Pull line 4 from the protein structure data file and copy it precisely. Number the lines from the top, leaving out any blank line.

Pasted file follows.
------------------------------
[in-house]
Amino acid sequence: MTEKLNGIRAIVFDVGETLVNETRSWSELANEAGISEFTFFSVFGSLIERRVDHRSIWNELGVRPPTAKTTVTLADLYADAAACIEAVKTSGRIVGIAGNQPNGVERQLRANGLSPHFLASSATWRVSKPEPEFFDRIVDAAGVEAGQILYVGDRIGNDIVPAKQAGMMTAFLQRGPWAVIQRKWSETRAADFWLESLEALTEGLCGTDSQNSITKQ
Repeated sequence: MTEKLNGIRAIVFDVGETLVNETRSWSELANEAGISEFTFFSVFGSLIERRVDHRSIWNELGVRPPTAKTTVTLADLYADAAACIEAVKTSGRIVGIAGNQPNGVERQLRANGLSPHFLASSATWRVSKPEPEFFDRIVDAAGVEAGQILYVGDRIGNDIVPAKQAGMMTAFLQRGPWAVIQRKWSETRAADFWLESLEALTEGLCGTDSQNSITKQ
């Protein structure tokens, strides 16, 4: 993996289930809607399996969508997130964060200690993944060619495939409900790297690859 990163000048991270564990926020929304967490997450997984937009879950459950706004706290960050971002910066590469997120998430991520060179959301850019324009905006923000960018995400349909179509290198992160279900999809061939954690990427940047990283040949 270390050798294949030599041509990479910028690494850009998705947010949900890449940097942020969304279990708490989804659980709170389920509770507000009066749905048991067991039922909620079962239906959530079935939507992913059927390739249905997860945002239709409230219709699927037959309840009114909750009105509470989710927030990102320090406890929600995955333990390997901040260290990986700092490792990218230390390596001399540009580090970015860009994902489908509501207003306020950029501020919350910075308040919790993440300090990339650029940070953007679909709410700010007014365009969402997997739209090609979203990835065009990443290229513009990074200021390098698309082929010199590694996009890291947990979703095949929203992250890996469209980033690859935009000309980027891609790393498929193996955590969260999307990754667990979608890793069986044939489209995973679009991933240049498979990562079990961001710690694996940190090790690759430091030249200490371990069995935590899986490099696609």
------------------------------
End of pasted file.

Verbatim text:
């Protein structure tokens, strides 16, 4: 993996289930809607399996969508997130964060200690993944060619495939409900790297690859 990163000048991270564990926020929304967490997450997984937009879950459950706004706290960050971002910066590469997120998430991520060179959301850019324009905006923000960018995400349909179509290198992160279900999809061939954690990427940047990283040949 270390050798294949030599041509990479910028690494850009998705947010949900890449940097942020969304279990708490989804659980709170389920509770507000009066749905048991067991039922909620079962239906959530079935939507992913059927390739249905997860945002239709409230219709699927037959309840009114909750009105509470989710927030990102320090406890929600995955333990390997901040260290990986700092490792990218230390390596001399540009580090970015860009994902489908509501207003306020950029501020919350910075308040919790993440300090990339650029940070953007679909709410700010007014365009969402997997739209090609979203990835065009990443290229513009990074200021390098698309082929010199590694996009890291947990979703095949929203992250890996469209980033690859935009000309980027891609790393498929193996955590969260999307990754667990979608890793069986044939489209995973679009991933240049498979990562079990961001710690694996940190090790690759430091030249200490371990069995935590899986490099696609």